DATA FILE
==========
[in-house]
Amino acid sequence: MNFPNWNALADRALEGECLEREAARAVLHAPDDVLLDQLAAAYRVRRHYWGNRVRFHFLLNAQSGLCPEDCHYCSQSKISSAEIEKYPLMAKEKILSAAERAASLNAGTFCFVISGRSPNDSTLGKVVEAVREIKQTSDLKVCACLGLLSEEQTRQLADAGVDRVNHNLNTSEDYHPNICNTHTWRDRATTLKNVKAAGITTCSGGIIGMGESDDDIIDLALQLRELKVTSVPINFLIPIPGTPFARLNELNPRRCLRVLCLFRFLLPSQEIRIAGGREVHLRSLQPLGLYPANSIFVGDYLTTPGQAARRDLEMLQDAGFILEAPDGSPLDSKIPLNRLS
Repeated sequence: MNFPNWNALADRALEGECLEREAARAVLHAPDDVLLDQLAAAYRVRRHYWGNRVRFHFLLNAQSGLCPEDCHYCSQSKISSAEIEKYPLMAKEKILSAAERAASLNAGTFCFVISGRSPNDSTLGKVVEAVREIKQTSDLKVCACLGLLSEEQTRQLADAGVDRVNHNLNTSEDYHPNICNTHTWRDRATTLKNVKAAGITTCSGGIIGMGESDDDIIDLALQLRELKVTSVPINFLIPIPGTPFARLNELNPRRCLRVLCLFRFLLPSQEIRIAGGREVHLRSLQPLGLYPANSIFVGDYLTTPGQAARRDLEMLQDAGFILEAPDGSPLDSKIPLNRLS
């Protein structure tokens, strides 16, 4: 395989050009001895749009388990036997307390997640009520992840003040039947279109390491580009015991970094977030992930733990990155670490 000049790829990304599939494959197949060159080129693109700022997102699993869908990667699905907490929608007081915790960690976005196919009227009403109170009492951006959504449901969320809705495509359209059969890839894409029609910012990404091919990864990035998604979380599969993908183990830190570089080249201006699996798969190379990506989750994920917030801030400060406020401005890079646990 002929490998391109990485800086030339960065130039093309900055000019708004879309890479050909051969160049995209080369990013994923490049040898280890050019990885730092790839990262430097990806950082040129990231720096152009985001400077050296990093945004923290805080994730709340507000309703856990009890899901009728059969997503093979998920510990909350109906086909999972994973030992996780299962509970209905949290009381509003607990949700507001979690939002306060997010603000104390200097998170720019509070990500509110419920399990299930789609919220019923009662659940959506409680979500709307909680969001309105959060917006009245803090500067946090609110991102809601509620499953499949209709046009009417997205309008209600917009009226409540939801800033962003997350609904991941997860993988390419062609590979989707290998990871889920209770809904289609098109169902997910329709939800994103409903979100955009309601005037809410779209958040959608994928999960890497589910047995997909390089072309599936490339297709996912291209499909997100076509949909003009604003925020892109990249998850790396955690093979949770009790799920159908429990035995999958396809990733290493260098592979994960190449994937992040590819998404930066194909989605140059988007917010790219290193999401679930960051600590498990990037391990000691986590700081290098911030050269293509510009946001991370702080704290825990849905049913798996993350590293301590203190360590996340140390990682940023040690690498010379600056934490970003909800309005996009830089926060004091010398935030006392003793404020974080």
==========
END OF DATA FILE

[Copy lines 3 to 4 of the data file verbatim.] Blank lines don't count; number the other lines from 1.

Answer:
Repeated sequence: MNFPNWNALADRALEGECLEREAARAVLHAPDDVLLDQLAAAYRVRRHYWGNRVRFHFLLNAQSGLCPEDCHYCSQSKISSAEIEKYPLMAKEKILSAAERAASLNAGTFCFVISGRSPNDSTLGKVVEAVREIKQTSDLKVCACLGLLSEEQTRQLADAGVDRVNHNLNTSEDYHPNICNTHTWRDRATTLKNVKAAGITTCSGGIIGMGESDDDIIDLALQLRELKVTSVPINFLIPIPGTPFARLNELNPRRCLRVLCLFRFLLPSQEIRIAGGREVHLRSLQPLGLYPANSIFVGDYLTTPGQAARRDLEMLQDAGFILEAPDGSPLDSKIPLNRLS
């Protein structure tokens, strides 16, 4: 395989050009001895749009388990036997307390997640009520992840003040039947279109390491580009015991970094977030992930733990990155670490 000049790829990304599939494959197949060159080129693109700022997102699993869908990667699905907490929608007081915790960690976005196919009227009403109170009492951006959504449901969320809705495509359209059969890839894409029609910012990404091919990864990035998604979380599969993908183990830190570089080249201006699996798969190379990506989750994920917030801030400060406020401005890079646990 002929490998391109990485800086030339960065130039093309900055000019708004879309890479050909051969160049995209080369990013994923490049040898280890050019990885730092790839990262430097990806950082040129990231720096152009985001400077050296990093945004923290805080994730709340507000309703856990009890899901009728059969997503093979998920510990909350109906086909999972994973030992996780299962509970209905949290009381509003607990949700507001979690939002306060997010603000104390200097998170720019509070990500509110419920399990299930789609919220019923009662659940959506409680979500709307909680969001309105959060917006009245803090500067946090609110991102809601509620499953499949209709046009009417997205309008209600917009009226409540939801800033962003997350609904991941997860993988390419062609590979989707290998990871889920209770809904289609098109169902997910329709939800994103409903979100955009309601005037809410779209958040959608994928999960890497589910047995997909390089072309599936490339297709996912291209499909997100076509949909003009604003925020892109990249998850790396955690093979949770009790799920159908429990035995999958396809990733290493260098592979994960190449994937992040590819998404930066194909989605140059988007917010790219290193999401679930960051600590498990990037391990000691986590700081290098911030050269293509510009946001991370702080704290825990849905049913798996993350590293301590203190360590996340140390990682940023040690690498010379600056934490970003909800309005996009830089926060004091010398935030006392003793404020974080």